Since January of this year, state regulators have approved about 100 rate hike requests involving dozens of property insurers.
The insurance regulation office in Florida gave the green light to South Fidelity to raise their rates by about 30%. And regulators okayed a 30% rate hike for Capitol Preferred.
Jupiter homeowner Heidi Epstein said her property rates shot up by 50% when her insurer stopped doing business in Florida. Protecting her property will now cost Heidi an additional $1,500 a year.
"In the middle of a pandemic when everyone is not sure what their financials are going to look like, this is not the time to have everything going sky high," she said.
The insurance industry blames the 2017-2018 storm season. Hurricanes Irma and Michael caused catastrophic damage and triggered more than $20 billion in claims.
Senator Jeff Brandes (R-St. Petersburg) says the storms and rampant lawsuits against insurance carriers are driving the steep hikes in rates.
"They are filing more and more lawsuits they know some of these insurance companies will settle, and ultimately those costs are passed on to homeowners," he said.
Insurance Industry watchdog The Federal Association for Insurance Reform points to thousands of lawsuits filed by contractors. President Paul Handerhan says roofers, plumbers and others solicit homeowners through ads, calls or door knocks and convince them to file an insurance claim. Handerhan described the pitch to homeowners as: "Let us do a free inspection of your roof, let us go inside the property of your home to see if we can find any damages. We will file a claim on your behalf."
Brandes says all those claims snowball and lead to premium hikes.
"You have hundreds if not thousands of people asking for new roofs then all of a sudden rates across the state begin to skyrocket."
Pasco County homeowner Linda Cempe got a new roof after contractor Smart Storm Solutions cold-called her about possible storm damage. She said the roofer told her that "other than a minor deductible, the whole cost for the repairs, including the facia and soffits, would be covered."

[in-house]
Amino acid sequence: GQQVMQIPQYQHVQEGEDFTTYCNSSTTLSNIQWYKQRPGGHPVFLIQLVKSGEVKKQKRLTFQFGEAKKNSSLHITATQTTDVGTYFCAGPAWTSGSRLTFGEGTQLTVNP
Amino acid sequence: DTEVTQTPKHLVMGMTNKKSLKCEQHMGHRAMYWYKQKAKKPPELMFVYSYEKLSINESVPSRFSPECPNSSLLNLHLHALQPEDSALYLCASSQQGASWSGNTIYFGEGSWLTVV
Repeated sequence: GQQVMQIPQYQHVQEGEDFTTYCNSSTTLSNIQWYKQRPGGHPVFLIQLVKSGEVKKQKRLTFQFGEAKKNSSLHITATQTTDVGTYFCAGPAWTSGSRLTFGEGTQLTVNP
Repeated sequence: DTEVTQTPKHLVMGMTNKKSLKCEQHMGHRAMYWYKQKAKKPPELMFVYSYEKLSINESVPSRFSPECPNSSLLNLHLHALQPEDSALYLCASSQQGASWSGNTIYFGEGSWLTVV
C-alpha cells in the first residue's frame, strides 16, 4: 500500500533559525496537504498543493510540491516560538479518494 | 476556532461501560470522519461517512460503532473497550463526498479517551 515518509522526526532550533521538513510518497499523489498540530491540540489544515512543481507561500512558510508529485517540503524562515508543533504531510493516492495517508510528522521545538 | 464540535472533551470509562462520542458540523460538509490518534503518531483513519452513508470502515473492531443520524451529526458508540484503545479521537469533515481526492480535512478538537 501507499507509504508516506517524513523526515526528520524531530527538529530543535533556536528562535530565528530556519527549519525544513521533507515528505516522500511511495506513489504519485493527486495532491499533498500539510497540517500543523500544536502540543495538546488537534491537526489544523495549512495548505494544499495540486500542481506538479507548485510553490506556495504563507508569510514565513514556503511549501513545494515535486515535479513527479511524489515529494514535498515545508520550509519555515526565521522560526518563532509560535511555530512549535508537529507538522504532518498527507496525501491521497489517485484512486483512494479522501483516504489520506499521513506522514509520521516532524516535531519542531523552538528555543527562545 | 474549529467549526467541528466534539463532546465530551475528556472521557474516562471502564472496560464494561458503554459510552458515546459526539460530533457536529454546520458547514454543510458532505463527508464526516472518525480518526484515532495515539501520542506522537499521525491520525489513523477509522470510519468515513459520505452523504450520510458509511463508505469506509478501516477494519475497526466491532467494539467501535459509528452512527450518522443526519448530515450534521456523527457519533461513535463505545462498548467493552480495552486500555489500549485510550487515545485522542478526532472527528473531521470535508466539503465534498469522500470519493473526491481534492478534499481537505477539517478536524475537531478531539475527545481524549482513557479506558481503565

The I-team checked court records and found Smart Storm Solutions filed over 300 lawsuits against insurers, including Linda Cempe's carrier in 2019 alone.
Smart Storm Solutions staff attorney Robert MacKinnon says the company will only canvas neighborhoods with known storm damage. He also said the company files cases when insurance companies refuse to pay the full cost of a claim.
"They are confirmed claims we are arguing over the extent of damages," MacKinnon said.
Smart Storm Solutions also sued Larry Kohman's insurance company over his claim after cold calling the homeowner about roof damage.
We checked and found court documents showing the Kohmans' insurer settled with Smart Storm Solutions over a year ago. But the contractor never returned to replace the roof.
"We don't sleep much," Larry said, who explained he and his wife constantly worried about the growing amount of water damage in their home caused by a leaky roof.
Smart Storm Solutions' attorney blamed the pandemic for the delay in Kohman's case and apologized, saying the company should have communicated better. After we started asking questions, Smart Storm Solutions replaced the couple's roof.
MacKinnon says the lawsuits his company is filing are needed to keep insurers in check and are not part of the rate hike problem.
Brandes says insurance rates could double in the next three years over claims and litigation. He says he will propose legislative reform measures that would reduce attorney fees and route some lawsuits into mediation. He's calling on legislative leaders to take action before Florida homeowners face another round of rate hikes that many simply can't afford.
Before your next insurance renewal date, shop around for a policy and get multiple quotes. You can also ask to lower your coverage limits and raise your deductible, but it will cost you more if you must make a claim.
This article was written by for WFTS.